Lindner describes the program as an interdisciplinary minor that hosts film screenings, panel discussions and other campus events throughout the year.

As the campus commemorates Women’s History Month, Mieras reflected on how women could honor the 2024 theme, “Women Who Advocate for Equity, Diversity and Inclusion.”

Advocacy, like women’s history itself, looks different for different women in different situations at different stages of life.

“I think all women can do this in all kinds of ways: serving as models in our own lives, becoming advocates for political or community causes, educating, and trying to live the values we espouse,” Mieras says.

Editor’s note: See a list of campus events for faculty and staff next week, as part of continuing coverage of Women’s History Month. 

-Cheri Henderson

Newly Announced Faculty Award: Mary Sanders Pollock Gender Studies Endowed Research Award

Deadline: April 1

Award Amount: $2,000The Gender Studies Program is thrilled to announce a new award in honor of Mary Sanders Pollock, PhD, a founding leader and past Director of our program who spent her career at Stetson and retired as Professor of English. We are so honored to have received her generous donation in support of her colleagues, past, present and future, and in support of the wide net of interdisciplinary humanities inquiry that she pioneered in her academic work.

The Mary Sanders Pollock Gender Studies Endowed Research Award will be given annually to any Stetson faculty member, either full time or part time, whose outstanding scholarship draws substantially on humanities methodology. The scholarship should be current, should not have already been recognized with a Stetson award and can be published already.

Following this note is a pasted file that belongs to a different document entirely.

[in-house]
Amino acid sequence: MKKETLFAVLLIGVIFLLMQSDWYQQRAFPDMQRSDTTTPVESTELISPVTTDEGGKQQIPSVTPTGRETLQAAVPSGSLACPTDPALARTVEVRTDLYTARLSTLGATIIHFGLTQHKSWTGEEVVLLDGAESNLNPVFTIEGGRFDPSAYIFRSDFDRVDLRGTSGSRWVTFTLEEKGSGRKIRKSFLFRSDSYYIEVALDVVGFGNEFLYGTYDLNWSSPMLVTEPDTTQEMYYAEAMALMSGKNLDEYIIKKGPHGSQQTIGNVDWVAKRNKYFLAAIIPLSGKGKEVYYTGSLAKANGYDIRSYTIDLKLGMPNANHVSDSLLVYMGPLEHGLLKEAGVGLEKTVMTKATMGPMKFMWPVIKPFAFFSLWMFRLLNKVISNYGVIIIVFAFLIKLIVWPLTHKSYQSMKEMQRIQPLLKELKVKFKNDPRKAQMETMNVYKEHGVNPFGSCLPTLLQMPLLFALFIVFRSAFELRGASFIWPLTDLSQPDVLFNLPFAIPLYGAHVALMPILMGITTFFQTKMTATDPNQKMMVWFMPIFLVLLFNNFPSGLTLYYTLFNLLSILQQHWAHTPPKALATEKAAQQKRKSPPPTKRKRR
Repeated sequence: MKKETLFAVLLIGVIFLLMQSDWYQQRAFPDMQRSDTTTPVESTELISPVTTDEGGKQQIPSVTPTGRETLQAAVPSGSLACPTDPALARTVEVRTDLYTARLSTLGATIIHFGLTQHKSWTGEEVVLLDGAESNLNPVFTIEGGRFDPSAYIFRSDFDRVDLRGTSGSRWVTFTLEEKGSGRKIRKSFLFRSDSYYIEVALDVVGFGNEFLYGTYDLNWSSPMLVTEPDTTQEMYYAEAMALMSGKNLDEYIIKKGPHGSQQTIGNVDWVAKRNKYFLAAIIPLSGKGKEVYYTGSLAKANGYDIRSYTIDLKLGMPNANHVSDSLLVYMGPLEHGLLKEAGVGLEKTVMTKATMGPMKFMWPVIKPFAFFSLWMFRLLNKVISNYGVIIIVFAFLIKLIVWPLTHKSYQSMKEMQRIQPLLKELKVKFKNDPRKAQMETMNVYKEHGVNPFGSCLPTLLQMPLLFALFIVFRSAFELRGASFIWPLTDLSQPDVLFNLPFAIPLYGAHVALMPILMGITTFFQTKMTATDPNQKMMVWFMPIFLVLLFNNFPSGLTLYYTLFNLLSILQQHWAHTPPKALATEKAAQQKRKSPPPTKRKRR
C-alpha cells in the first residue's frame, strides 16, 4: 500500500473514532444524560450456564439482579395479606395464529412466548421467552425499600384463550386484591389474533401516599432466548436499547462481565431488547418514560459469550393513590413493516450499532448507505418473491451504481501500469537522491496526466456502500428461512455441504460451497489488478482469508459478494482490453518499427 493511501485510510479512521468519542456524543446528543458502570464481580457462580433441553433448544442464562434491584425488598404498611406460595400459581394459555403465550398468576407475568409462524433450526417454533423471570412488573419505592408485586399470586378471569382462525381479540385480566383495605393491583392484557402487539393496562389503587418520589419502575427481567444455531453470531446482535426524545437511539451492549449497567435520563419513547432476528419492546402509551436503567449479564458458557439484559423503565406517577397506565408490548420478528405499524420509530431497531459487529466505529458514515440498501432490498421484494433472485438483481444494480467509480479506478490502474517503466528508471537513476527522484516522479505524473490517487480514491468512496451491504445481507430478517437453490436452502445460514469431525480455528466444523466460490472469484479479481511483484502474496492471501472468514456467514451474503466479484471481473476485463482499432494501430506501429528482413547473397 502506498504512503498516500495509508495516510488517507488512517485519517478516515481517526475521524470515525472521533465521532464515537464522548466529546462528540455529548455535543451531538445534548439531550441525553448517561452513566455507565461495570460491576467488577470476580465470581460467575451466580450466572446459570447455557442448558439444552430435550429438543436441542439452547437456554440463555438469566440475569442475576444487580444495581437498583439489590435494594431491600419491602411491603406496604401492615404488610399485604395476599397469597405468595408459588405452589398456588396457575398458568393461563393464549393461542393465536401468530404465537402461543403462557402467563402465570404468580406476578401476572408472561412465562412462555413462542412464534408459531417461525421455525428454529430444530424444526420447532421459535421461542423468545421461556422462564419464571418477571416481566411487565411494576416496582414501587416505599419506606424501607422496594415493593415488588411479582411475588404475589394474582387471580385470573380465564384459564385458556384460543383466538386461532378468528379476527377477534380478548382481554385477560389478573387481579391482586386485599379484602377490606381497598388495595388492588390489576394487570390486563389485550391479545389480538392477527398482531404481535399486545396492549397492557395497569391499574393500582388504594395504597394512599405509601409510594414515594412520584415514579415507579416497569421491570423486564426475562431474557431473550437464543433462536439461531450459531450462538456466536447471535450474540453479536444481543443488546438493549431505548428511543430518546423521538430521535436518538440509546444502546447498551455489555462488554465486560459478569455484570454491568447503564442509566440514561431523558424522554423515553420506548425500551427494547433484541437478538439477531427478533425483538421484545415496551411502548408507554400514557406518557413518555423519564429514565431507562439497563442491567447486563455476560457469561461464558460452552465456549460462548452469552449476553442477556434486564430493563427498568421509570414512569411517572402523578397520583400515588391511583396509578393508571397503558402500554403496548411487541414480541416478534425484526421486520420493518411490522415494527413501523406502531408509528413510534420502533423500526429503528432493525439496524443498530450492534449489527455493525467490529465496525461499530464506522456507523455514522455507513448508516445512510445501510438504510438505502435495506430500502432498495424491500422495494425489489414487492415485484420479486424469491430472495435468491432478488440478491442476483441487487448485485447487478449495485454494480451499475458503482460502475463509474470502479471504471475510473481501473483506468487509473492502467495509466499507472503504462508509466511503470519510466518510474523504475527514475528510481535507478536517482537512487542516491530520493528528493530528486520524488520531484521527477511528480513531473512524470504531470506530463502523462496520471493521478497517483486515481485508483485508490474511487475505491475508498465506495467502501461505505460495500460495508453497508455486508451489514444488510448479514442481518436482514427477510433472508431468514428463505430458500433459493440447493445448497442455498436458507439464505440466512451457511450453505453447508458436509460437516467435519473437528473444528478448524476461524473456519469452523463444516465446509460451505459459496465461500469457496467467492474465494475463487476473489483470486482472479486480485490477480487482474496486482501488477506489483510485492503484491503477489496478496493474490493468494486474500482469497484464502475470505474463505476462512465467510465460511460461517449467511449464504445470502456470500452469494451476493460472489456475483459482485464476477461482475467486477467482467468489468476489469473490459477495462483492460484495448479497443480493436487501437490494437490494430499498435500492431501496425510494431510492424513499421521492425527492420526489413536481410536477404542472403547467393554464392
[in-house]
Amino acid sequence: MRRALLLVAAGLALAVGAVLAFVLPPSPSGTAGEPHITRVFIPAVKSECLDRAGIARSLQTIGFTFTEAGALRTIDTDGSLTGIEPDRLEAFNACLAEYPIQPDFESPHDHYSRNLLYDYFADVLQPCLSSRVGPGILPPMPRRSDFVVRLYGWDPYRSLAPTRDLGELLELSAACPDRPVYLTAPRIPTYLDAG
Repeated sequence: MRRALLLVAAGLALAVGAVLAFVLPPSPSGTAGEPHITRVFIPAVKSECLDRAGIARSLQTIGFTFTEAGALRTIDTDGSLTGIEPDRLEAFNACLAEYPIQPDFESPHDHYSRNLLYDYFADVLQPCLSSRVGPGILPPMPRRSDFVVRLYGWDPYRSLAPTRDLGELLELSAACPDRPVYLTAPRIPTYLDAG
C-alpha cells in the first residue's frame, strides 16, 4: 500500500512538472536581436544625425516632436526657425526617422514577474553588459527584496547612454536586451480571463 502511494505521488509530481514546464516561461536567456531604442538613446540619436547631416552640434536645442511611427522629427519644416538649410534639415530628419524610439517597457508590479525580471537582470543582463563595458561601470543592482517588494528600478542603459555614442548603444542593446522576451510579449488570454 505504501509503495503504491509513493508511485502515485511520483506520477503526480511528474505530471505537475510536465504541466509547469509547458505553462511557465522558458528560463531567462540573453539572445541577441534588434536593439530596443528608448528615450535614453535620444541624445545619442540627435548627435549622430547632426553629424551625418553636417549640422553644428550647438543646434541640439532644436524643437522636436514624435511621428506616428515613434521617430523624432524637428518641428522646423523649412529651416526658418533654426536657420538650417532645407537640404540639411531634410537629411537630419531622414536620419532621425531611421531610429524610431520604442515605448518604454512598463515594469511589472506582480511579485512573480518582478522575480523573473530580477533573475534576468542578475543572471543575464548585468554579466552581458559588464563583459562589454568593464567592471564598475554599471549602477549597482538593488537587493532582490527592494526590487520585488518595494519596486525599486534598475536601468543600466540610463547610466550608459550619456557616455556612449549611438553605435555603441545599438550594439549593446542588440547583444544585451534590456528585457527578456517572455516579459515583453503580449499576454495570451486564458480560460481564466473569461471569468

The Gender Studies Committee will accept nominations until March 15. We will accept applications as a single PDF on or before April 1, with the following required elements:

  1. Submission details: Name of applicant; affiliation; contact information, and title of research to be considered
  2. 500-word interdisciplinary description of research, including its status and timeline.
  3. Research to be considered, whether published or in progress.

The award will be announced on or before May 5.

The purpose of the Fund is to provide an annual faculty award for published scholarship in the humanities (including literary studies, classical and modern languages/linguistics, theatre/film studies, philosophy, religious studies, history, art history, and music history/theory). Criteria for the award:

  • Preference will be given to current research, although exceptions are possible for strong published work that has not been previously recognized with a Stetson award.
  • The recipient must be employed by Stetson University when the award is made.
  • Full time and part time faculty members from any college are eligible for this award, if the published work itself explores gender issues and is situated within the humanities, as defined above.
  • Academic work, public scholarship, cross-over scholarship, and some hybrid works are eligible.
  • Published materials may be in print or online.

-Melinda C. Hall, PhD, Interim Associate Dean, College of Arts and Sciences; Associate Professor, Philosophy Department; Leadership Team, Community Education Project